SLAM! Another breaking wave hissed out of the dark and broke against the starboard side, filling the cockpit with foam. I watched the phosphorescent water swirl around my knees, then ankles, as it quickly drained through the open transom. Clutching the wheel and soaked through my foul-weather gear, I peered anxiously upwind into the darkness, preparing for the next breaker. My teeth chattered. Was it the cold? Fear? A little of both? What were we doing out here?
It started ten years before, when two of our three crew on the vessel had made a summer delivery from San Francisco to Hawaii on a thirty footer. The trip was uneventful and fun, and we experienced very little rough weather, with top wind speeds in the low thirties off the coast, nothing like the consistent gusts in the mid forties we were experiencing now. There were three of us aboard: Bill is seventy two, Dan is sixty one, and I was the comparative youngster at fifty five. My wife and I bought the boat last winter and it had been berthed in the bay area, waiting for a June delivery to our home port of Honolulu. We had sold our Ranger 33 after nine good years and gotten interested in the Catalina C320 as a "step up" in many ways, but there were only four in the Islands, and none for sale. So we were forced to buy a West Coast boat and sail it home.
SWOOSH! The cockpit filled and drained; we were now getting used to it after two days. At least the marine weather guys had called it correctly..."gusty westerlies to gale force, small craft advisories along the California coast north of Point Conception." We had dropped the double reefed main on day one; it was too much sail and rounded us up into the breaking seas. We now reached along at hull speed with about six feet of unfurled jib. The knot meter showed low sevens. One memorable breaking wave lifted the stern and we surfed in a quick burst to 9.3 knots. Being on the edge of control was exhilarating but scary this far from the coast. What could we do if something major broke?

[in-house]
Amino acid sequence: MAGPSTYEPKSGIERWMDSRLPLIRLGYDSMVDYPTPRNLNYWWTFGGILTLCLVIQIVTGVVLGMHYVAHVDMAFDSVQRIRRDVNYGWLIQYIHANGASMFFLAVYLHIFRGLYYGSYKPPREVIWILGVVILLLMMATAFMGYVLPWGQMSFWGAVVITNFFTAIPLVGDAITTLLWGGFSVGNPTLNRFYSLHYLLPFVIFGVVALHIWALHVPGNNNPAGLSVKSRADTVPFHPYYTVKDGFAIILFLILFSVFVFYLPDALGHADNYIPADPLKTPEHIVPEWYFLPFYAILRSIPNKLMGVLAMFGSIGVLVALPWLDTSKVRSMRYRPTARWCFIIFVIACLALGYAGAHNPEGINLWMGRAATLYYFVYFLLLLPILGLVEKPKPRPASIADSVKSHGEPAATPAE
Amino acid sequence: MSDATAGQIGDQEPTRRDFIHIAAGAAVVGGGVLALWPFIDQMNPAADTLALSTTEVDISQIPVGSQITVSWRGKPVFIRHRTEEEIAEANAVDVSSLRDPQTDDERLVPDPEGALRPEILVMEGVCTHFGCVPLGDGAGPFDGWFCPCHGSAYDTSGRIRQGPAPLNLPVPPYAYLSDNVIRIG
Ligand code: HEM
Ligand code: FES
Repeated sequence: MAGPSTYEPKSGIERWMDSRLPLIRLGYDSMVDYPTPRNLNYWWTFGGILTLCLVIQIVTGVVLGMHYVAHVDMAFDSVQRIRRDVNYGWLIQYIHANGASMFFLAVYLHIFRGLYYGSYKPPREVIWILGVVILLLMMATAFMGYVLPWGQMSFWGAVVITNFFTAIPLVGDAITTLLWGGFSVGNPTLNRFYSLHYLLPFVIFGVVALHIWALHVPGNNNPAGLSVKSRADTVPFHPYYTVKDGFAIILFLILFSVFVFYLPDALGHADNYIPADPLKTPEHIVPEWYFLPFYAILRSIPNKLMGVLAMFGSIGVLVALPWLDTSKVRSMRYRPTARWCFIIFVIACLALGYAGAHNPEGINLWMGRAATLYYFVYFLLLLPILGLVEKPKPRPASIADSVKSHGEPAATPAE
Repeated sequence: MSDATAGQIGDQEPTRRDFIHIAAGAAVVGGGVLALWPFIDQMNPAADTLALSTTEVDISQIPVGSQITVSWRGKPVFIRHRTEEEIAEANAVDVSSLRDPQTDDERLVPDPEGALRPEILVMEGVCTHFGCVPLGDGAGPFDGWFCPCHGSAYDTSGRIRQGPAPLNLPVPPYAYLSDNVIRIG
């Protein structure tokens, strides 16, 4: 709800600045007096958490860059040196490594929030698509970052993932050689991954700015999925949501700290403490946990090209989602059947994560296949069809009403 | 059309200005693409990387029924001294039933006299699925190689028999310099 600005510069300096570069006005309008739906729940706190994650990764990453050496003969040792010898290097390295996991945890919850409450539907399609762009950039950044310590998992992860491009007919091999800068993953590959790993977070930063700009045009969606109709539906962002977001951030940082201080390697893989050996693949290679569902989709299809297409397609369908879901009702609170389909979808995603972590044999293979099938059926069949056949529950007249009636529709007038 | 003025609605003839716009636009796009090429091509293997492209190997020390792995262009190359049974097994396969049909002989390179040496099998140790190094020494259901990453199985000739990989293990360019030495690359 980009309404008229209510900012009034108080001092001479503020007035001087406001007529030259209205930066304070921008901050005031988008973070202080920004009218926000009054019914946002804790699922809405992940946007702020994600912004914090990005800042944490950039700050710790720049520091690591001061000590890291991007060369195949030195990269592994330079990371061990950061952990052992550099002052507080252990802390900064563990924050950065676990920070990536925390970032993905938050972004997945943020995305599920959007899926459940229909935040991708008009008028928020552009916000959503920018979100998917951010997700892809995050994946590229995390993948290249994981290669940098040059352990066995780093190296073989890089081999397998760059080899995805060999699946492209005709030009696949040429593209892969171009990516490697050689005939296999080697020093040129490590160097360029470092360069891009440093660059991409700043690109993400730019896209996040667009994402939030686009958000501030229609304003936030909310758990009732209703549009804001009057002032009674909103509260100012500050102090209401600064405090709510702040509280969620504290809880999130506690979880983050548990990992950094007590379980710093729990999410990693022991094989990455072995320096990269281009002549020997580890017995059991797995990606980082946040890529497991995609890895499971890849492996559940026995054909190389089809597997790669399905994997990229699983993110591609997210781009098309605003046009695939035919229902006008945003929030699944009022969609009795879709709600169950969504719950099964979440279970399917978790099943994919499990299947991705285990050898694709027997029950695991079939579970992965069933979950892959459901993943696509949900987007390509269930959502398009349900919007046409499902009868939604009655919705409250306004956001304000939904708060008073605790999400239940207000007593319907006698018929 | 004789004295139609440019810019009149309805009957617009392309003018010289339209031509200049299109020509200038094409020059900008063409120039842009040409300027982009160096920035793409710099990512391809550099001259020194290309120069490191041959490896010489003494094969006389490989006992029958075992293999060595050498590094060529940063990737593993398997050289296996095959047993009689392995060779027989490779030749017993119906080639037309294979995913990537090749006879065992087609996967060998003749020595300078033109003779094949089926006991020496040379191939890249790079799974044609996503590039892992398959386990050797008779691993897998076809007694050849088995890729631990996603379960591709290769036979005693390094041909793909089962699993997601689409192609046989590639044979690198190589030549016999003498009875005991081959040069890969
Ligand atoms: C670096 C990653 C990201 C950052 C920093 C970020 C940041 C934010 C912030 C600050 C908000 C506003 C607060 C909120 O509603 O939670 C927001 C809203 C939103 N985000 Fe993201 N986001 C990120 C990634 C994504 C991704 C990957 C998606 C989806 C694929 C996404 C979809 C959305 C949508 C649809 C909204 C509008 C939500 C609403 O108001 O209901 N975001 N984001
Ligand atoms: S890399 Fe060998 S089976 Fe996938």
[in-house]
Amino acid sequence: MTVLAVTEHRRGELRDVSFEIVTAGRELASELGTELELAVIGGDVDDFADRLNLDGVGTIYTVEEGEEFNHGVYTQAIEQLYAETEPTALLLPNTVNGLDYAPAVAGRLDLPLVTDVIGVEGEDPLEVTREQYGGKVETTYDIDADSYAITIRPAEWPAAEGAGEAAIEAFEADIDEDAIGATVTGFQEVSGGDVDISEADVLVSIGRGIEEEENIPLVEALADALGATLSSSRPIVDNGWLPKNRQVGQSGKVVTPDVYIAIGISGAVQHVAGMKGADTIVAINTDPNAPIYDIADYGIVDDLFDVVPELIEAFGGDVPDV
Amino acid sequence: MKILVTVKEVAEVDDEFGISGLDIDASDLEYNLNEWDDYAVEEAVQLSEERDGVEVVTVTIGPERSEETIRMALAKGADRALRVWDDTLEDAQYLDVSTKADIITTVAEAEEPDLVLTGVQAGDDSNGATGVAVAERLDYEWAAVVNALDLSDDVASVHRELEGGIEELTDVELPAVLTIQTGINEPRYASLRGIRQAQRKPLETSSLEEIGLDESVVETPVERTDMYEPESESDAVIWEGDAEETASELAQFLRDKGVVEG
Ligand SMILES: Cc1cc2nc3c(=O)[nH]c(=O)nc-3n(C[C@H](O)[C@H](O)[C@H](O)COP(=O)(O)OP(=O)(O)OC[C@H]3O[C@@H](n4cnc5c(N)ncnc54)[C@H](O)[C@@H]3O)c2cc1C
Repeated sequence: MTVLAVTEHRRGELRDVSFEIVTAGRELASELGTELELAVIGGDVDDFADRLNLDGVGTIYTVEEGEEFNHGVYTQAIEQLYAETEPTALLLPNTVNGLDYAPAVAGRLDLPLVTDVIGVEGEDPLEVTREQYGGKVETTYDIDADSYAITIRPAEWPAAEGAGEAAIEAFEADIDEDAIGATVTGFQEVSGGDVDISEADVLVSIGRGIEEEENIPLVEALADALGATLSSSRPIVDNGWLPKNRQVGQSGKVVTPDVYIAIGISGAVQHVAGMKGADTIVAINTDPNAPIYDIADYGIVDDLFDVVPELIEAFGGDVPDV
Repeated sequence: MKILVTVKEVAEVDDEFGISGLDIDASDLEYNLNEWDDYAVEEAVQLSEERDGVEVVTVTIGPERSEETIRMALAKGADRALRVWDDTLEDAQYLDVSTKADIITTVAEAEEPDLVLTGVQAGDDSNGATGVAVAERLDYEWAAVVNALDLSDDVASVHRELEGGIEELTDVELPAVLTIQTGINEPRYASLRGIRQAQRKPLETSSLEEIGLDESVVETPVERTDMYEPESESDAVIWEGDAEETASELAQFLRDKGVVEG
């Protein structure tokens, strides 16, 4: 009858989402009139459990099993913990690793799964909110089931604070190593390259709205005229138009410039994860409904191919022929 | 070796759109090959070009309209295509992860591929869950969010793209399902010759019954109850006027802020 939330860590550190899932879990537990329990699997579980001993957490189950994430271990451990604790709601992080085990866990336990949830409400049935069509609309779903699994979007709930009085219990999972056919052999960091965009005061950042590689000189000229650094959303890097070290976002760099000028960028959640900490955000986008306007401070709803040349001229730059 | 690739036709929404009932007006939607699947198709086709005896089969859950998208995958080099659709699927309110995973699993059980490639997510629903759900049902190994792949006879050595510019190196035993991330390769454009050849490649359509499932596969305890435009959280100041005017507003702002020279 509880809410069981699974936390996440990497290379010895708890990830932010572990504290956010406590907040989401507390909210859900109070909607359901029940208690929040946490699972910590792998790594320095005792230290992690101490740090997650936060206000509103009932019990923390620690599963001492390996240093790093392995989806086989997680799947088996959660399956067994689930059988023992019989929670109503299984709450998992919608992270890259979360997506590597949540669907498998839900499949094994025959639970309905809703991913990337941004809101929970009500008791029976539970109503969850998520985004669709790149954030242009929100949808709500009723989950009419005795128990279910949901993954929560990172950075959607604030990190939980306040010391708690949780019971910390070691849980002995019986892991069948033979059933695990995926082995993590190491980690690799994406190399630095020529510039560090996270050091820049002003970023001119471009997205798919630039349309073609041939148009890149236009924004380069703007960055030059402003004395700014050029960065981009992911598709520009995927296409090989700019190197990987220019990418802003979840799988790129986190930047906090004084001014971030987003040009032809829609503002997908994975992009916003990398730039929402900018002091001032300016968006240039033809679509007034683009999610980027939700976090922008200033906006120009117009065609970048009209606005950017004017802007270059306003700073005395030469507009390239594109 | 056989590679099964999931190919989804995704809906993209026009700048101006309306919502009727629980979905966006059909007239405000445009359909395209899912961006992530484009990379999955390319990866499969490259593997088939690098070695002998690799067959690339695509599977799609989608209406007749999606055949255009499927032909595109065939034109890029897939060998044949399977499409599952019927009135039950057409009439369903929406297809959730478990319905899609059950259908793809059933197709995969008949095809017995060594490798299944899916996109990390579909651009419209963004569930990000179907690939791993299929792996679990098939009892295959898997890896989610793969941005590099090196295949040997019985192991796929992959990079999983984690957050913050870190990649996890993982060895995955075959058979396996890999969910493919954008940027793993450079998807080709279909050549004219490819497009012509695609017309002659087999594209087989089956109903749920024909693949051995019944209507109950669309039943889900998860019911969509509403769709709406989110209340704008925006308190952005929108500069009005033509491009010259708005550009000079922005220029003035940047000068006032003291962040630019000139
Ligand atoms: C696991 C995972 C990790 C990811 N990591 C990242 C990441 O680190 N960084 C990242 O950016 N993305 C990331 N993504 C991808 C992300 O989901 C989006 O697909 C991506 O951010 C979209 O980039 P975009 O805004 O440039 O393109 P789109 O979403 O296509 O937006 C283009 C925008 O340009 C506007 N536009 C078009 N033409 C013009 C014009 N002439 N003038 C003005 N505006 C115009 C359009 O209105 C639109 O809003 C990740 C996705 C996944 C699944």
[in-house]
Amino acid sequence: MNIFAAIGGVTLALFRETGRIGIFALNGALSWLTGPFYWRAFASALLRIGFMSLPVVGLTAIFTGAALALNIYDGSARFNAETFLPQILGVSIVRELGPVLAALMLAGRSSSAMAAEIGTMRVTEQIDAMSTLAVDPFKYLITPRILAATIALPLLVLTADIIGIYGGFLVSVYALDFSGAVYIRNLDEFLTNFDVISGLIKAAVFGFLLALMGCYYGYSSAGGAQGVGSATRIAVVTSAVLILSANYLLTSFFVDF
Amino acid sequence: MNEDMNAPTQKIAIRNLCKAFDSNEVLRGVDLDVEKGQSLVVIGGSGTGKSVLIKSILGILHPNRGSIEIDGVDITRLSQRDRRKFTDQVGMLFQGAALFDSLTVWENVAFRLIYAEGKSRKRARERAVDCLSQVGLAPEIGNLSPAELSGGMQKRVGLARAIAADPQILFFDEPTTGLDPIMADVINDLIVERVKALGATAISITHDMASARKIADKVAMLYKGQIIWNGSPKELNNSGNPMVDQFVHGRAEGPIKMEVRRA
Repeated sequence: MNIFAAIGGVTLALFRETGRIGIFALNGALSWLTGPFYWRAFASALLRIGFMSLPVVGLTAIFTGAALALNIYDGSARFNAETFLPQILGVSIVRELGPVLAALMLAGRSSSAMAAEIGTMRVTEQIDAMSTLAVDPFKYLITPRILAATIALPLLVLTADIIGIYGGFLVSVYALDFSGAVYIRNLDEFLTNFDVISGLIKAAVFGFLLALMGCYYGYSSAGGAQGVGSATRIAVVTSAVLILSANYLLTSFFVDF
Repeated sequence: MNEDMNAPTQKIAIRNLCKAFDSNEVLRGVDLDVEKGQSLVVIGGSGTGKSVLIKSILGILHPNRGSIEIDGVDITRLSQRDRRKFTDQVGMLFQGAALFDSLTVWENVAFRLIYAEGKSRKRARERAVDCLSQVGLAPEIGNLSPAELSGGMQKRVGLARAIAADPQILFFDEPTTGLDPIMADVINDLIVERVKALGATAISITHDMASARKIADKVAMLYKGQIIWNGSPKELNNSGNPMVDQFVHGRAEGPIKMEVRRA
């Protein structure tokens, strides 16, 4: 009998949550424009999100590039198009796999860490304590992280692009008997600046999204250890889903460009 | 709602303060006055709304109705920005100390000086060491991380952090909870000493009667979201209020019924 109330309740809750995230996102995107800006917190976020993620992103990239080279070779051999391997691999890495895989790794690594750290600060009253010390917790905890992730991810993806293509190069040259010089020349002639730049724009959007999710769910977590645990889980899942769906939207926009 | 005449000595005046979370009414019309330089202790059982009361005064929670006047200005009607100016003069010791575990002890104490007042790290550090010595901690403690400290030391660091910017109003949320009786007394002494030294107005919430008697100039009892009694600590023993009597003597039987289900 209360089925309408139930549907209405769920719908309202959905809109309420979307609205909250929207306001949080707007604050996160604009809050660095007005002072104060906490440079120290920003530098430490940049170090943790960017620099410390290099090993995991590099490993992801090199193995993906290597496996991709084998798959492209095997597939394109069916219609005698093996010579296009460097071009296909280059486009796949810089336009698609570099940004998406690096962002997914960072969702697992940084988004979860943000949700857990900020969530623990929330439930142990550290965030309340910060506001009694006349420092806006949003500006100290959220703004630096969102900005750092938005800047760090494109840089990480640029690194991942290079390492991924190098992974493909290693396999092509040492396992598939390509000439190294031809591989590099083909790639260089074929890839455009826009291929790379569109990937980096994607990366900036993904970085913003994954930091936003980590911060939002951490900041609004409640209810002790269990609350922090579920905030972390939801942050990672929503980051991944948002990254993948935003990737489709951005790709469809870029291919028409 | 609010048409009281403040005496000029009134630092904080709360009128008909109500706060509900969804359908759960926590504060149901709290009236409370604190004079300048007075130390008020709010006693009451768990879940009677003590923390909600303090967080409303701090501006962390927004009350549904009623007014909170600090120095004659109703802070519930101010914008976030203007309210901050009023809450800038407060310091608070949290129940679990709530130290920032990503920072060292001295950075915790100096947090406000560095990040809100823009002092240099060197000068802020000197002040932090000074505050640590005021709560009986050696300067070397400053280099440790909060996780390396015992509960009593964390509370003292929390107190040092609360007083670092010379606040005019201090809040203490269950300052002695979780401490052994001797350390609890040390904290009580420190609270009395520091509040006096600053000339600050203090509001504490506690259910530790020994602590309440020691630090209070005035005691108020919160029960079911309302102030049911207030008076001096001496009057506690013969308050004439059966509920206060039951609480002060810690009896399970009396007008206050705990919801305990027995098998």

We renamed her Tradewind and began to get ready for the passage. She was a '99 model, number 624. Most of our negotiations with Catalina dealer, Farallone Yacht Sales, had been by email and cell phone. Luckily Dan lived in the bay area and acted as agent for an offshore delivery to legally avoid California state sales taxes. She was hauled, surveyed, painted and splashed, and a second reef was sewn into the mainsail. A bimini was fabricated and the dodger was re-sewn and upgraded. A rigger replaced the upper shrouds; the stock forty amp alternator was replaced with the Yanmar 75 amp model. Ten gallons of extra fuel was lashed into the stern lazerette near the rudder post. The GPS units were programmed with the Honolulu coordinates, and an Iridium phone was rented. A new 406 EPIRB was fastened in the galley and a solar panel was mounted to keep up with the autopilot's needs. A rented life raft was lashed onto the cabin top, voyage insurance secured, and we were ready to head out the San Francisco gate and turn southwest.
After day four the wind finally began to moderate. How calm it seemed at thirty knots after days of higher gusts! As we dried out and began to eat normally, one fact became apparent. Our C320 had handled the rough stuff with barely a whimper, and was tougher than her recovering crew. The next two weeks were mostly without the high drama experienced early on our passage. Sure, we had squalls which sent us scurrying to reef and sent our boat speed into the sevens, but mostly the trade winds blew between ten and twenty knots. We skirted the pacific high but were still forced to motor once for fifty hours. We trolled and caught fish whenever we wanted; finally filing the barbs on our trolling lures and going catch-and-release just to keep busy.
On the morning of our nineteenth day we sighted the island of Maui at first light. We spent most of the day sailing along the seacliffs of the north shore of Molokai, then crossed Kaiwi Channel to our home port of O'ahu, where we tied up to the dock about nine o'clock.
My wife and I cruised in July and we use the boat each weekend. Sundays we're usually anchored off Waikiki, snorkeling, and then enjoying the swim step and shower. We're learning to love our C320, and our "Codger Cruisin" delivery trip was the voyage of a lifetime.